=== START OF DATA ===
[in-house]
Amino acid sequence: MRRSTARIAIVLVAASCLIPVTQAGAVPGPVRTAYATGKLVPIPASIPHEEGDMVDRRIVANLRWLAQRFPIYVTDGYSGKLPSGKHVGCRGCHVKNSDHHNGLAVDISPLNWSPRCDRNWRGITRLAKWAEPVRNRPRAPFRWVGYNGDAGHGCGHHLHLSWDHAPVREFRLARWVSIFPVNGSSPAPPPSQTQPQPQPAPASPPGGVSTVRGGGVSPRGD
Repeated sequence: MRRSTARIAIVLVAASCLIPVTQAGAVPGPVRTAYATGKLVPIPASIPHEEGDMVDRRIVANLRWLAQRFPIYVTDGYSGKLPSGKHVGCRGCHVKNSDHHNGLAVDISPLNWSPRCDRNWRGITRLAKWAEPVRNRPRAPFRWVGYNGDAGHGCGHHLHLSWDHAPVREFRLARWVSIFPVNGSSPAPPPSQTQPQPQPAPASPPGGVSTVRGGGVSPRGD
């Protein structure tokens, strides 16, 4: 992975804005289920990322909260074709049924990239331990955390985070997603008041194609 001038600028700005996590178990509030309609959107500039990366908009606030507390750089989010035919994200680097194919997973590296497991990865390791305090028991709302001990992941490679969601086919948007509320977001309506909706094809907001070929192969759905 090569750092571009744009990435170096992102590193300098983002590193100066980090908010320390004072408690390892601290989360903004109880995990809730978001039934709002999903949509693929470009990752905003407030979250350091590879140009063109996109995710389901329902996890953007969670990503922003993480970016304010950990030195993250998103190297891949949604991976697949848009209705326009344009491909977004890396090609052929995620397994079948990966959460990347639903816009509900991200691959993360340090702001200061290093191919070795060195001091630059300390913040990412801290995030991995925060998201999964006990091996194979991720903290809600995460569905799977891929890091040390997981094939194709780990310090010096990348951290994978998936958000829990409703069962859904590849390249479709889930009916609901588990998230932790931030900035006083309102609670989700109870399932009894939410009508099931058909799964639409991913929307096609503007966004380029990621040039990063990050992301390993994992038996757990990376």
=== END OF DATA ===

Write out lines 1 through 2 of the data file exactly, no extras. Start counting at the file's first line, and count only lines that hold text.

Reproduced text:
[in-house]
Amino acid sequence: MRRSTARIAIVLVAASCLIPVTQAGAVPGPVRTAYATGKLVPIPASIPHEEGDMVDRRIVANLRWLAQRFPIYVTDGYSGKLPSGKHVGCRGCHVKNSDHHNGLAVDISPLNWSPRCDRNWRGITRLAKWAEPVRNRPRAPFRWVGYNGDAGHGCGHHLHLSWDHAPVREFRLARWVSIFPVNGSSPAPPPSQTQPQPQPAPASPPGGVSTVRGGGVSPRGD